Because the tip calibration has been shown to yield more consistent results than node dating38, 12 previously published radiocarbon dated sequences were used as calibration points in our analyses (Supplementary Table S3). The tip date uncertainty was taken into account, as suggested by Rieux et al. 201438. The 12 ancient sequences were from different time points as it has been shown that even a small sample of aDNA sequences with widely distributed and accurate ages are sufficiently powerful to produce precise estimates for mutation rate and timescales39.
Bayesian Skyline Plots
The effective population sizes for Finn-characteristic and non-Finn-characteristic haplogroups were compared by constructing Bayesian Skyline Plots (BSPs)40 with BEAST v1.8.232. The coding region (nucleotides 577–16,023) was used in BSP analyses. The best-fit substitution model was estimated with PartitionFinder30. The substitution model used was TrN+ Γ+ Inv with four gamma categories and partitioned into codon positions (1 + 2), 3. The tree prior used was piecewise-linear Skyline coalescent model with number of groups 10. The prior normal distribution for mutation rate was estimated based on six previously published mutation rates for mtDNA coding region41,42,43,44,45,46. Resulting mean mutation rate was μ = 1.546 × 10−8 ± 3.675 × 10−9 (SD) substitutions per base pair per year.
In order to test the robustness of analysis, BSPs were constructed for those Finn-characteristic haplogroups for which Finns constituted ≥90% of the sequences.
As an additional test for validity of obtained results BSP plots were constructed using HVR1 + 2 data (643 bp) from Neuvonen et al. 20159, of which geographical origin information was available. In order to explore potential population structure effects, the BSPs were constructed separately for eastern Finland, western Finland and all data (see ref. 9) assuming the same run parameters as for the 1 + 2 partition scheme described above.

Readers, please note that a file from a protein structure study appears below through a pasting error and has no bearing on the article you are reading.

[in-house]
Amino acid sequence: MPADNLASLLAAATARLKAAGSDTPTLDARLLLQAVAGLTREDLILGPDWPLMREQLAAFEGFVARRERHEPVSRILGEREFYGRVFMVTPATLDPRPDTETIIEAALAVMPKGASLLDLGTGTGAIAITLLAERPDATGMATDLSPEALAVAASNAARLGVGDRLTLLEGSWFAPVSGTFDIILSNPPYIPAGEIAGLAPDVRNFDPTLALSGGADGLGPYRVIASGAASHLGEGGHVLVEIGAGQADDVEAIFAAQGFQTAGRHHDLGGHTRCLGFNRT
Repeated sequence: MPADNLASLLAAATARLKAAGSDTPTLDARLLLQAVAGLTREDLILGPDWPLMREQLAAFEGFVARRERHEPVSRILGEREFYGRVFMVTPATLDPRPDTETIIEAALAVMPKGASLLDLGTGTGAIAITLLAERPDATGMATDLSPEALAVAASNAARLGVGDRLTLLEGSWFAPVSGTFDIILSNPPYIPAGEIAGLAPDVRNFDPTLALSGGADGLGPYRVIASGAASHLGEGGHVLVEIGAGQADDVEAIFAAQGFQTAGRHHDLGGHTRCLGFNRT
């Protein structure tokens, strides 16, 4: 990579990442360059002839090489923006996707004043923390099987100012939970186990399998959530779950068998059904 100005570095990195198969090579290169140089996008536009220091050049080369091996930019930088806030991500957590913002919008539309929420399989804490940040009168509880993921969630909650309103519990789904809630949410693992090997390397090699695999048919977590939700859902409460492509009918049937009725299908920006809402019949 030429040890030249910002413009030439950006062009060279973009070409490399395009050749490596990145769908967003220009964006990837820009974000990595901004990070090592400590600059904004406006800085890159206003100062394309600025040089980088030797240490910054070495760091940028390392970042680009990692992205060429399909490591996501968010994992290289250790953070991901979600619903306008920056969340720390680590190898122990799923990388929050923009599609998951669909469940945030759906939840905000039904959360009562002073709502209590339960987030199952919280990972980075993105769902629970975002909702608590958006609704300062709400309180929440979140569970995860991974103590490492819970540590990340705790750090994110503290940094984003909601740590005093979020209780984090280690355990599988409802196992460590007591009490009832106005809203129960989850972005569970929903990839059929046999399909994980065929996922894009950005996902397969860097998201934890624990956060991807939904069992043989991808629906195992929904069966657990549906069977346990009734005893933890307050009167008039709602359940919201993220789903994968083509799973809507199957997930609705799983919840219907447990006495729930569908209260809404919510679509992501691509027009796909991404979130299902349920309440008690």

Finnish mtDNA diversity
A total of 843 Finnish mitochondrial genomes were retrieved from the databases. These data segregate into 240 subhaplogroups (Supplementary Table S4) with overall haplogroup frequencies similar with those published previously9, 12, 13. To evaluate a possible sampling bias, due to lack of precise information of the geographical origin of the Finnish samples used in this study, the main haplogroup frequencies were compared between this study and HVR1 + 2 data presented in Palo et al. 20094. In Palo et al. 2009 the donor’s reported place of residence was known, and the sampling covered Finland as a whole. There were no significant differences in the frequencies between these two studies, which supports that the data of this study can be considered a reasonable representative sample of Finland. (Supplementary Table S5).